Weaker topical steroids are utilized for thin- skinned and sensitive areas, especially areas under occlusion, such as the armpit, groin, buttock crease, breast folds. Weaker steroids are used on the face, eyelids, diaper area, perianal skin, and intertrigo of the groin or body folds. Moderate steroids are used for atopic dermatitis , nummular eczema , xerotic eczema , lichen sclerosis et atrophicus of the vulva , scabies (after scabiecide) and severe dermatitis . Strong steroids are used for psoriasis , lichen planus , discoid lupus , chapped feet, lichen simplex chronicus , severe poison ivy exposure, alopecia areata , nummular eczema, and severe atopic dermatitis in adults. 
The obvious priority is immediate discontinuation of any further topical corticosteroid use. Protection and support of the impaired skin barrier is another priority. Eliminating harsh skin regimens or products will be necessary to minimize potential for further purpura or trauma, skin sensitivity, and potential infection. Steroid Atrophy   is often permanent, though if caught soon enough and the topical corticosteroid discontinued in time, the degree of damage may be arrested or slightly improve. However, while the accompanying Telangectasias may improve marginally, the Striae is permanent and irreversible.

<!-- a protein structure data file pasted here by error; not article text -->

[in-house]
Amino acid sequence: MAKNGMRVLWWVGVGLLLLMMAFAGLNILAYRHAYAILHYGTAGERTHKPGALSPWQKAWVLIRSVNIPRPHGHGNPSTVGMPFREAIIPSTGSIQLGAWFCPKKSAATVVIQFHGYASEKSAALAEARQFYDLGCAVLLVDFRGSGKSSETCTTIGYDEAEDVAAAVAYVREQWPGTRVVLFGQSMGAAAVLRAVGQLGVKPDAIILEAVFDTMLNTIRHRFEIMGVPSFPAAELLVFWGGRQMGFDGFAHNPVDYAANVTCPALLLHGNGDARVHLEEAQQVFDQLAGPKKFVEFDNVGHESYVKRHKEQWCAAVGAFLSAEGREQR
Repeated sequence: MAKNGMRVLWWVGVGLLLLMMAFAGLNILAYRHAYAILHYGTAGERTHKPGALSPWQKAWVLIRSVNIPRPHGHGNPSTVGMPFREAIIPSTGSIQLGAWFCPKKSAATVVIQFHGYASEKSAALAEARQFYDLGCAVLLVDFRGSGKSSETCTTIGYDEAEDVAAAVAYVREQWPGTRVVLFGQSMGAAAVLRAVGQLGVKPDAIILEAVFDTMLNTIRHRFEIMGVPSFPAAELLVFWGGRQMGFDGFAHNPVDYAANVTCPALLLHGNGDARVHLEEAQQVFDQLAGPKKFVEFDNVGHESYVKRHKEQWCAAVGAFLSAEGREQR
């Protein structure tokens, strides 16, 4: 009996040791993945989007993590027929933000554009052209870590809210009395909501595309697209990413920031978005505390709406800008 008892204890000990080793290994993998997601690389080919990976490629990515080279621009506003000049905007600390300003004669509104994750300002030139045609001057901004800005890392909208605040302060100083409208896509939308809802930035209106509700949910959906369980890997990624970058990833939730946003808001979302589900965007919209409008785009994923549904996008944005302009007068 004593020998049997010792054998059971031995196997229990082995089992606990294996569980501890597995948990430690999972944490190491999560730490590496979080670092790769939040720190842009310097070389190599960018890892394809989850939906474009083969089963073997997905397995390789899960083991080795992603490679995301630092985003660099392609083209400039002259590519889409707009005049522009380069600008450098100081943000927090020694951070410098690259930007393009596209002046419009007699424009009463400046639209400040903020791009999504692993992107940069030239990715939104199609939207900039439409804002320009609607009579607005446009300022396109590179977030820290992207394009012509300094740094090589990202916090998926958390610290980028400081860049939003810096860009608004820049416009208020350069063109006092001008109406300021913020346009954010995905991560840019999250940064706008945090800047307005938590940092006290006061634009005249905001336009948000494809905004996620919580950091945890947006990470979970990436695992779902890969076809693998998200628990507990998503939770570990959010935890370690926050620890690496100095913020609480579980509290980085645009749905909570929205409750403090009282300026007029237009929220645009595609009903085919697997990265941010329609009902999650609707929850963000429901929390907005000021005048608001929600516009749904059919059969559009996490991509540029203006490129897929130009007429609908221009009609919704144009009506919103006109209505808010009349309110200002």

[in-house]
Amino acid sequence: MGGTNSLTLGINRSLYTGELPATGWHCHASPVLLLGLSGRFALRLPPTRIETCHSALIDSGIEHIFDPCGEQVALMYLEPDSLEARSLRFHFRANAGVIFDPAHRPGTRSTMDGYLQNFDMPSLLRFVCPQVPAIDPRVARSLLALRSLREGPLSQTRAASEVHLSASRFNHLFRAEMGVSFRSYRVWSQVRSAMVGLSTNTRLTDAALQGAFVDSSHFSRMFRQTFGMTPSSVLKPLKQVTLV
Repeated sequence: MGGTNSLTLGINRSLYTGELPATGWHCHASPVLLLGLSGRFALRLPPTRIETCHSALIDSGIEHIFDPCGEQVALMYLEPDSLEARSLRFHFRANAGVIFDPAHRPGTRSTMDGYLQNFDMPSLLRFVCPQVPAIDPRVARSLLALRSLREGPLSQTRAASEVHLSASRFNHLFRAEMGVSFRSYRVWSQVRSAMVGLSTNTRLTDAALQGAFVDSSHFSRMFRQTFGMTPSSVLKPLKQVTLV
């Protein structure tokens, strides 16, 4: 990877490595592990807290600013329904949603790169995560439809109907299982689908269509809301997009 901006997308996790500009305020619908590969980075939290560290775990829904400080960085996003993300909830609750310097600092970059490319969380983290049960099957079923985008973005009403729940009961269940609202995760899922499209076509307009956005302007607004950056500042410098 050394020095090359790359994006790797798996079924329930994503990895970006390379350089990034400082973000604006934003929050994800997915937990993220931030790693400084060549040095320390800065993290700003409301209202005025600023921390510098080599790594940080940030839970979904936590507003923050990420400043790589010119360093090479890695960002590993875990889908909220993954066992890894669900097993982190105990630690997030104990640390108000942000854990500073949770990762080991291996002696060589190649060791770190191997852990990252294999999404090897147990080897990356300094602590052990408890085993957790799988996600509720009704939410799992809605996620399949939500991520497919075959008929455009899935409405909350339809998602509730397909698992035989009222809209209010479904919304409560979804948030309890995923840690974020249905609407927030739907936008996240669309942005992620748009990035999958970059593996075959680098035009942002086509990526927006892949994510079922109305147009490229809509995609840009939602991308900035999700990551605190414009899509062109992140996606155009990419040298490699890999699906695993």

Title Steroid Addiction Authors Kligman & Frosch Link http:///doi//-/epdf Quotes Steroid addiction is a more subtle and more insidious type of side reaction. It is common but is not high in medical consciousness because it frequently goes unrecognized Because it develops in stages, often slowly, both the physician and the patient may fail to incriminate the steroid Many patients were afraid to stop the drug because of the distressing rebound inflammation which followed their withdrawal. He minced no words in stating that both the skin and the patient can become "hooked" on topical steroids. Promptly, within a day or two, the (un)treated areas become reddened, tender, itchy, cracked, scaling, and may erupt into pustules, especially on the face. The original disease may exacerbate, but the key event is the re-bound dermatitis which is exceedingly un-comfortable and distressing. Stopping the steroid leads to a ferocious rebound in one or two days with fissuring, exudation, pustulation (of the face) and always with intolerable discomfort. It was unequivocally evident that the longer the steroid had been used and the greater the degree of atrophy and telangiectasia, the more intense the rebound. These patients take to the shadows, became social recluses, and sink into depressive states, occasionally with thoughts of suicidal solutions. Thus with highly potent steroids the stage for addiction can be set up within a very short period. After withdrawal, an unbelievably itchy, feral dermatitis erupts which can only be described as maddening. Dermatologists have long been familiar with the rebound exacerbation that occurs when systemic steroids are withheld from psoriatics. Few seem to sense that the same thing may happen after stopping potent topical steroids. Addiction to topical steroids is a serious medical problem which reaches tragic proportions in some cases. It Is commoner than realized, sly and seductive, and will be prevented only when physicians become as impressed with the capacity of the steroids to do harm as they are with their remarkable power to suppress but not cure virtually any inflammatory disorder. We have been able to show in human skin that triamcinolone acetonide, whose anti-inflammatory powers are in the medium range, induces atrophy which is on a par with the most powerful steroids. Withdrawal is agonizing and the doctor must be enrolled in the battle emotionally, providing strenuous support and unremitting encouragement.